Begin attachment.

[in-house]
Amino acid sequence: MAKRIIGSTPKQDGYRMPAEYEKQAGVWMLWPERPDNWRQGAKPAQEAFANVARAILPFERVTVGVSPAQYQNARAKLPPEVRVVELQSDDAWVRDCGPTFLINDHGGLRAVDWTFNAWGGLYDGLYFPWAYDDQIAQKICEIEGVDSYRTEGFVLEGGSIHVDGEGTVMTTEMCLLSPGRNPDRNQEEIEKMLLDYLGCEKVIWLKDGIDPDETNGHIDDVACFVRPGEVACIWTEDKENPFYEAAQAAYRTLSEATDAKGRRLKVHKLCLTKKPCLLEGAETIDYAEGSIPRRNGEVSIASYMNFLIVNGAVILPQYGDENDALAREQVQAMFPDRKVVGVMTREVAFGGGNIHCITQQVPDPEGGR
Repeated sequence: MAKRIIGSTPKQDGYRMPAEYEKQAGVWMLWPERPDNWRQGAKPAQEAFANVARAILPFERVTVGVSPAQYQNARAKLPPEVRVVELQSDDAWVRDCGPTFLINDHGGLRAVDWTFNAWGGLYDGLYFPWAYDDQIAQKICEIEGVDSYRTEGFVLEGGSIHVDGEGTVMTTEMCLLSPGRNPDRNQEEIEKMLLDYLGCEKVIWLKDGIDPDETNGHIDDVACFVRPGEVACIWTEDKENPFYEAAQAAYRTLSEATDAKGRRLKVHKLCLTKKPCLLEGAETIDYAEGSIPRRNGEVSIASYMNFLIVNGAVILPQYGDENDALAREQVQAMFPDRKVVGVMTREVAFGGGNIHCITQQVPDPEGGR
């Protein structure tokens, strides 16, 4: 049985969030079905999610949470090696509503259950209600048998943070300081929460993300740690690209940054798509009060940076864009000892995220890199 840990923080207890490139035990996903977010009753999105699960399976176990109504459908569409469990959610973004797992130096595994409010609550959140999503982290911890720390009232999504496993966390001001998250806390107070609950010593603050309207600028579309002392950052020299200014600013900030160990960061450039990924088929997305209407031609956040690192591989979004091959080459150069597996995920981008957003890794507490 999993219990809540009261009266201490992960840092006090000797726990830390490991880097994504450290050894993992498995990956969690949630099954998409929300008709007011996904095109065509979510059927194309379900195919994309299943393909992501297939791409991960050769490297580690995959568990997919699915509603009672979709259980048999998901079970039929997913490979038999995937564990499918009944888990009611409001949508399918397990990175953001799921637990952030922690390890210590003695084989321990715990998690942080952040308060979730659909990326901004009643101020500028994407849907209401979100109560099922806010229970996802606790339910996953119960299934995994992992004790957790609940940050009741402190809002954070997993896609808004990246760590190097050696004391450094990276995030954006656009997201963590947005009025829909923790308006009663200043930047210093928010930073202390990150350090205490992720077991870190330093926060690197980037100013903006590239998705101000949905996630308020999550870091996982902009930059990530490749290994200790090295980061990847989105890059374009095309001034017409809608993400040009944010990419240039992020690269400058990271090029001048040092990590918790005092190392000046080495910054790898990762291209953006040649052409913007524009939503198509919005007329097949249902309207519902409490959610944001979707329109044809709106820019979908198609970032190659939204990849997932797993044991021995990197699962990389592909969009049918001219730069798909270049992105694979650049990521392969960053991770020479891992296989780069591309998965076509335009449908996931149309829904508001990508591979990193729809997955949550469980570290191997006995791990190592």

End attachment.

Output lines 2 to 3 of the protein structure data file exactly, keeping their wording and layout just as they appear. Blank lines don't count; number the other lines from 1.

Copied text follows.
Amino acid sequence: MAKRIIGSTPKQDGYRMPAEYEKQAGVWMLWPERPDNWRQGAKPAQEAFANVARAILPFERVTVGVSPAQYQNARAKLPPEVRVVELQSDDAWVRDCGPTFLINDHGGLRAVDWTFNAWGGLYDGLYFPWAYDDQIAQKICEIEGVDSYRTEGFVLEGGSIHVDGEGTVMTTEMCLLSPGRNPDRNQEEIEKMLLDYLGCEKVIWLKDGIDPDETNGHIDDVACFVRPGEVACIWTEDKENPFYEAAQAAYRTLSEATDAKGRRLKVHKLCLTKKPCLLEGAETIDYAEGSIPRRNGEVSIASYMNFLIVNGAVILPQYGDENDALAREQVQAMFPDRKVVGVMTREVAFGGGNIHCITQQVPDPEGGR
Repeated sequence: MAKRIIGSTPKQDGYRMPAEYEKQAGVWMLWPERPDNWRQGAKPAQEAFANVARAILPFERVTVGVSPAQYQNARAKLPPEVRVVELQSDDAWVRDCGPTFLINDHGGLRAVDWTFNAWGGLYDGLYFPWAYDDQIAQKICEIEGVDSYRTEGFVLEGGSIHVDGEGTVMTTEMCLLSPGRNPDRNQEEIEKMLLDYLGCEKVIWLKDGIDPDETNGHIDDVACFVRPGEVACIWTEDKENPFYEAAQAAYRTLSEATDAKGRRLKVHKLCLTKKPCLLEGAETIDYAEGSIPRRNGEVSIASYMNFLIVNGAVILPQYGDENDALAREQVQAMFPDRKVVGVMTREVAFGGGNIHCITQQVPDPEGGR